Wednesday 17 October 2018

"maternal pre-pregnancy obesity is associated with autism-like behaviors in offspring"

The results reported by Kandice Varcin and colleagues [1] concluding that "maternal pre-pregnancy obesity is associated with autism-like behaviors in offspring" continue and extend a research theme (see here and see here). A research theme that highlights a potentially important relationship between maternal weight (and/or related parameters) and offspring development across various, potentially intertwined, variables (see here).

Including the notable name of Andrew Whitehouse on the authorship team (see here and see here for some examples of his other research), researchers set about to explore whether "pre-pregnancy weight was related to autistic-like traits among offspring not diagnosed with ASD [autism spectrum disorder]." I added the bold highlight to the word 'not' to emphasise how this work was set slightly apart from the other research that has observed an *association* between maternal weight before or during pregnancy and a risk of a formal diagnosis of autism in offspring. Pregnant women in their second trimester of pregnancy were recruited and "had their height measured." They also "reported their pre-pregnancy weight" which combined with the height measurements to give the measure known as the body mass index (BMI). And also: "At 19-20 years of age, 1238 offspring of these women completed a measure of autistic-like traits, the Autism-Spectrum Quotient (AQ)." Keep those issues in mind for now.

Results: "Regression analyses identified a positive association between increasing maternal pre-pregnancy BMI and increasing AQ Total Score amongst offspring; this association was maintained even after controlling for a range of variables including maternal/obstetric factors (age at conception, education, smoking, alcohol consumption, hypertensive diseases, diabetes, threatened abortion), paternal BMI at pregnancy, and child factors (parity, sex)." Sorry for the large quote, but the authors said it better than I ever could. Authors also reported that those women defined as being obese before pregnancy, according to their BMI measurement, were quite a bit more likely to "have offspring with high scores (≥26) on the AQ." This then lead them to conclude that "maternal pre-pregnancy obesity is associated with autism-like behaviors in offspring."

Caveats? Well, yes, a few. Height measured in the second trimester but participants "reported their pre-pregnancy weight"? I can see a few complications there in terms of accuracy of recall and perhaps the possibility of some bias creeping in. Having said that, many mums-to-be do have records of their weight during that 'special time' and some probably before as part of their regular clinical care or just as a result of how health conscious everyone is being these days. That and the fact that most people roughly know their typical weight (outside of pregnancy).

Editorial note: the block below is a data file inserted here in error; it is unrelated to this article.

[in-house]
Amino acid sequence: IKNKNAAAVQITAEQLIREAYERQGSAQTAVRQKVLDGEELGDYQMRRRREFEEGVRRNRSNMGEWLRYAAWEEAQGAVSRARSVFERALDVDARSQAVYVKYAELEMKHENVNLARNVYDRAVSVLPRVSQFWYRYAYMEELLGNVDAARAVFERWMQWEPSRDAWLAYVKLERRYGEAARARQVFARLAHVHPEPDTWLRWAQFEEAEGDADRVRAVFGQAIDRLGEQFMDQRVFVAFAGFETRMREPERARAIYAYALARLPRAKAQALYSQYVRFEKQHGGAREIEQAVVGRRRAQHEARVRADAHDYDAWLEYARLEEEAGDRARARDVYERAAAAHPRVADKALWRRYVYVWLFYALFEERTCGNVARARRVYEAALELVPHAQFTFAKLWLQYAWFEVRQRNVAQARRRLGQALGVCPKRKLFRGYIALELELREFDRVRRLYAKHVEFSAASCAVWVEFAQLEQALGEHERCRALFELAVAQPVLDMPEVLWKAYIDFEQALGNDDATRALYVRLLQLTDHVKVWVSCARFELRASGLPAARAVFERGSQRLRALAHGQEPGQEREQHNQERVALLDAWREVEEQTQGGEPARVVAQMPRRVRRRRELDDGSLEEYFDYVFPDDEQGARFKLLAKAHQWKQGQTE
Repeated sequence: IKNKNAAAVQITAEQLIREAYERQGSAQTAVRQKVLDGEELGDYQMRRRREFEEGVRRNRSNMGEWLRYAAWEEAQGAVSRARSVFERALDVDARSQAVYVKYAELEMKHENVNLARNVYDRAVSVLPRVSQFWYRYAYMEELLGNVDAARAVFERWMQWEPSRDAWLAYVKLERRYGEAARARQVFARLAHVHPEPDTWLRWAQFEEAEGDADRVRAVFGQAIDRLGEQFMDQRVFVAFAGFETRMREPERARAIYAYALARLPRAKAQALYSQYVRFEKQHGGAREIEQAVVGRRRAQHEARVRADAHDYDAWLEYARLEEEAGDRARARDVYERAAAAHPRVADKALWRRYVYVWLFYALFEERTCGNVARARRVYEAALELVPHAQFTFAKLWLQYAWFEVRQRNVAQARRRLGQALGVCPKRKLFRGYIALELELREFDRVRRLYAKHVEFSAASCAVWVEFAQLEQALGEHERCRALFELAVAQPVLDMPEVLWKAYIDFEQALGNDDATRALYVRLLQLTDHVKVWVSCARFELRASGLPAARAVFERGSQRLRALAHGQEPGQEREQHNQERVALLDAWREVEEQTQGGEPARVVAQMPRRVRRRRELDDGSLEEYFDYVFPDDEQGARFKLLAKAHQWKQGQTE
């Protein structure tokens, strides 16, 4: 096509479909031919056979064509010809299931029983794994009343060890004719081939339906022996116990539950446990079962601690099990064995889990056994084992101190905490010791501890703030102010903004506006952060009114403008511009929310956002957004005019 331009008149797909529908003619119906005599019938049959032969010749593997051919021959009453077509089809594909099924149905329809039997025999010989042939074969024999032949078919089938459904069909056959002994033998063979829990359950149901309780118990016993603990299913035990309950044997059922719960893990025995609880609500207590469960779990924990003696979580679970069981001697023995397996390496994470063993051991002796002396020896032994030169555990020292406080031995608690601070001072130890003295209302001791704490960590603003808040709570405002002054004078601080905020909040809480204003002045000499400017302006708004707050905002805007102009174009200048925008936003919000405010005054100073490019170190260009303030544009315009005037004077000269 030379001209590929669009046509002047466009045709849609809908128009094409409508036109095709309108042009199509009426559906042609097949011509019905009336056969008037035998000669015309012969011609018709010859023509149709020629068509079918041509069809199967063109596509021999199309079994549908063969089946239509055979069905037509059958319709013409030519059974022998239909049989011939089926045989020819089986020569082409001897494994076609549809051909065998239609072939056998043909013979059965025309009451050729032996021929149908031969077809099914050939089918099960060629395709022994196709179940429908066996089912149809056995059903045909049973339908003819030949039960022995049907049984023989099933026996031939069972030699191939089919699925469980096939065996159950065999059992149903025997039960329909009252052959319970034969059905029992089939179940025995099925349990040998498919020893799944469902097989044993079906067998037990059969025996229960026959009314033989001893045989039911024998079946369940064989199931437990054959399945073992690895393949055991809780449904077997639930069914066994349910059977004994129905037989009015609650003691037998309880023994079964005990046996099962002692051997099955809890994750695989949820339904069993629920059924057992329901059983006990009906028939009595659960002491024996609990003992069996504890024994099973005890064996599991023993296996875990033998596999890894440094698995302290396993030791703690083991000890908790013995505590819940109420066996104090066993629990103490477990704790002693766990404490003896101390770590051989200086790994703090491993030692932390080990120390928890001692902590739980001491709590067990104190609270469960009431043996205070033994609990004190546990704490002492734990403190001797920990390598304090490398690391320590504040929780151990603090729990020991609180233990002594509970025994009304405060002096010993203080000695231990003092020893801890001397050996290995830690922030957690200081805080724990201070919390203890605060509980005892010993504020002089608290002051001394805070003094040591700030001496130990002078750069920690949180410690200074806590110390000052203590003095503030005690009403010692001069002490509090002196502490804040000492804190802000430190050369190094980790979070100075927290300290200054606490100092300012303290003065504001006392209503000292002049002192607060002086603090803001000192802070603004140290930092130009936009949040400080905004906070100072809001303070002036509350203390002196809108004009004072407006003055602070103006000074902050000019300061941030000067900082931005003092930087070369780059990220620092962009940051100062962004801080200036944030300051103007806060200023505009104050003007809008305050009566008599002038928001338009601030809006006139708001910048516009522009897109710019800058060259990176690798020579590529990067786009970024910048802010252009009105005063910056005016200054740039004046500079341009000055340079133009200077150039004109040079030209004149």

But also the AQ... the AQ. Regular readers probably already know that I have some qualms about the AQ and it's 'specificity' when it comes to autism and autistic traits (see here and see here). I know it's often seen as one of the internet's premier 'are you autistic?' instruments, but sometimes I think it's done more harm than good by way of it's probable link to the rise and rise of the 'self diagnosis' (see here) for example. I could go on about this, but I won't. Instead I'll just mention that 'autism-like' behaviours as judged by the AQ is probably the correct phrase to use in the context of the Varcin paper. Indeed, one might easily suggest that in a non-clinical population, AQ might also be tapping into other labels and traits [2]: "Higher AQ scores were associated with higher scores of loneliness, social anxiety, depression, and anxiety, as well as with lower scores of quality of life (QoL)." So unless one accepts that depression and/or anxiety might potentially be core features of autism (see here and see here), AQ might be picking up other things other than autism.

Still, I can't argue with the *association* talked about by Varcin et al, and what it might mean for the quite spectacular rise and rise in the numbers of people being diagnosed with an autism spectrum disorder (see here). No, not by any means the only factor to account for the increase in diagnoses, but potentially an important part of the story...


[1] Varcin KJ. et al. Maternal pre-pregnancy weight and autistic-like traits among offspring in the general population. Autism Res. 2018 Sep 19.

[2] Reed P. et al. Loneliness and Social Anxiety Mediate the Relationship between Autism Quotient and Quality of Life in University Students. Journal of Developmental and Physical Disabilities. 2016; 28: 723-733.


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